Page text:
Model 1, the simple average of dividend yield and earnings yield, is a quick and easy method to calculate the expected return of the equity market. This model accounts not only for income received by investors, but also captures growth from reinvested earnings and recognizes historically documented share dilution (i.e., the difference between new share issuances and buybacks).
The short-term and long-term return forecasts of the U.S. equity market, using Model 1, are plotted in Figure 2. Recall that Figure 1 illustrates the much greater uncertainty of shorter term forecasts compared to longer term forecasts. Therefore, as we would expect, Figure 2 shows that over a one-year horizon the model has almost zero predictive power, with an R2 of 3%, but when the horizon is lengthened to 10 years, the explanatory power jumps to 31% (56% correlation).
As of June 2015, Model 1 forecasts the one-year U.S. equity yield to be 3.7%, the average of 5.4%, the trailing S&P 500 one-year earnings yield,4 and 2.0%, the trailing S&P 500 one-year dividend yield.
Model 2 is widely known as the dividend growth model. This model is based on the belief that dividend yields are constant over time; that is, equity prices rise in lockstep with cash flows to maintain a constant yield. The second input in the model, historical average real growth, can be neatly estimated using the recent historic trend in real earnings per share (EPS) growth. Long-term real EPS growth in the United States has been relatively constant at about 1.5% a year. Combining this value with the current dividend yield of 2.0% results in a forward one-year expected yield of 3.5%, not dramatically different from the return forecast by Model 1. And like Model 1, the dividend growth model is all but useless over a short time horizon, as is painfully obvious in Figure 2, but it does have merit at longer horizons.
Relative Valuation Models
The two absolute valuation models work well when yields remain constant, but in the real world prices can vary wildly around slower-moving fundamentals, such as dividends and earnings. As a result, it is also important to pay attention to relative valuations. Model 3 uses price divided by average 10-year real earnings, also called the cyclically adjusted PE ratio, or CAPE, to model expected returns. CAPE, or its inverse, the cyclically adjusted earnings yield plotted in Figure 2, captures equity prices relative to a smoothed economic anchor. Countless other relative valuation metrics relate prices to other anchors, and they all tell a similar story. We focus our attention on four of the most commonly cited, as listed in Table 1.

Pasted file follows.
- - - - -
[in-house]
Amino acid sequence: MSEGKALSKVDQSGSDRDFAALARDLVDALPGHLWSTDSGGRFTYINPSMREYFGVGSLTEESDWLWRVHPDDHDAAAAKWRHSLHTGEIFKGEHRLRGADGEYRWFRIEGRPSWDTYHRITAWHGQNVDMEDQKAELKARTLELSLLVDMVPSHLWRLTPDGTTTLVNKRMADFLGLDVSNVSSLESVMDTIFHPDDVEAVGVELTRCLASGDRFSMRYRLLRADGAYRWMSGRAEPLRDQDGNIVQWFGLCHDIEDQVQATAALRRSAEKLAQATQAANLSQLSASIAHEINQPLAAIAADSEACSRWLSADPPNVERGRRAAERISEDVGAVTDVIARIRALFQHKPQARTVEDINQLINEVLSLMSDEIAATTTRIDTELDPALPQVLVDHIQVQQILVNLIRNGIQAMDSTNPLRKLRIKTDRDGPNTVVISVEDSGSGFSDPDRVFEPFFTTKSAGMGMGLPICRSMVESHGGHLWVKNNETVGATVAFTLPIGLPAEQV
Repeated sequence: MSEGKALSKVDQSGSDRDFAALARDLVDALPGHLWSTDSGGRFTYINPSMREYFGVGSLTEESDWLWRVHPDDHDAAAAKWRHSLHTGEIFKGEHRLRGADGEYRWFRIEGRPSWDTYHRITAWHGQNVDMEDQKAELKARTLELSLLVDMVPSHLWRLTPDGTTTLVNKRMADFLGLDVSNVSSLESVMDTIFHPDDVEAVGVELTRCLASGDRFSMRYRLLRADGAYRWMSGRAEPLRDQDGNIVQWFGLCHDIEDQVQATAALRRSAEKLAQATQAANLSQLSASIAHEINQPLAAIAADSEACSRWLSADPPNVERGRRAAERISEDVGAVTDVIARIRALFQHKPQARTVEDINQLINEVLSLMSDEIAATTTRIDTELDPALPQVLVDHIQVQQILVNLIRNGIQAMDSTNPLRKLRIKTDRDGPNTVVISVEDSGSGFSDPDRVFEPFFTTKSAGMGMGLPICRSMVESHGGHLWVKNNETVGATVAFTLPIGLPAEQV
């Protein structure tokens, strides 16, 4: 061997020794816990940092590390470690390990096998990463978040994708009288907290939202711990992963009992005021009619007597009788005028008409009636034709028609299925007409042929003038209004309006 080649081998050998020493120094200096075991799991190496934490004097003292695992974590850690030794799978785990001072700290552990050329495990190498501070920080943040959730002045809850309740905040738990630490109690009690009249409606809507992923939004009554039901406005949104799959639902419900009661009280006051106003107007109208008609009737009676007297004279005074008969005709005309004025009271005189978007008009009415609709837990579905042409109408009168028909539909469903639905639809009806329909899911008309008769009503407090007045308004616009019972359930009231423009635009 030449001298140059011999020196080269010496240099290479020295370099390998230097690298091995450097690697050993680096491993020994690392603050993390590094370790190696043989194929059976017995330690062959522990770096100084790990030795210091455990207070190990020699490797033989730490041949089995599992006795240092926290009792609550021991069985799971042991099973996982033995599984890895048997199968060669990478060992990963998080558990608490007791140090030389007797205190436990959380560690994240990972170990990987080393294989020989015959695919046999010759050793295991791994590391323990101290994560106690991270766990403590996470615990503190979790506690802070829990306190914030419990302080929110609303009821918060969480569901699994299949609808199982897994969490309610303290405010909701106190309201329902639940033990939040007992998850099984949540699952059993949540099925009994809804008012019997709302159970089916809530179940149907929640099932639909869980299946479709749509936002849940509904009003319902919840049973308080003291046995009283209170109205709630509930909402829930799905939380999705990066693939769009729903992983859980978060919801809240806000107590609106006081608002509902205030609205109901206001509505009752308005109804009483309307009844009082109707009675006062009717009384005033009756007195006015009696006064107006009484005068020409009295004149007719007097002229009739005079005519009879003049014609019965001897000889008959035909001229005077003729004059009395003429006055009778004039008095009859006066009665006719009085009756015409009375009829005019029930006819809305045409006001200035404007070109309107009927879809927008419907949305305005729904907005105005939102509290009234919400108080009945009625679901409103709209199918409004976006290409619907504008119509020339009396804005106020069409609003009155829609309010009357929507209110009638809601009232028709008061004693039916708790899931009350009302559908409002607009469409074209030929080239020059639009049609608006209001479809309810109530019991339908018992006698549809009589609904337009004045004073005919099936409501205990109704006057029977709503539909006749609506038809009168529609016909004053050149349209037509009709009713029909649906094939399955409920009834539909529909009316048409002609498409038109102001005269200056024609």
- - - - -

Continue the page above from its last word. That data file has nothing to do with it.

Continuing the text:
Converting each of these models into a return forecast requires comparing the equity market’s current price level to a benchmark, typically the long-term average value of the respective ratio. Figure 3, Panel A, shows each of the four metrics compared to its long-term average for the period 1871–2015. Panel B provides the same four-ratio comparison focused on the last 15 years. Values greater than zero indicate that the market is overvalued, or expensive, and values less than zero indicate that the market is undervalued, or cheap. The figures succinctly illustrate that these four metrics often tell the same story—and today that story is that the U.S. equity market is overvalued!
The charts in Figure 3 also highlight two distinct shortcomings of valuation ratios. The first is that they cannot be relied on for guidance in timing the market. Take, for example, the early 1990s. All of these measures would have indicated that the market was becoming overvalued. That may very well have been the case, but anyone jumping ship then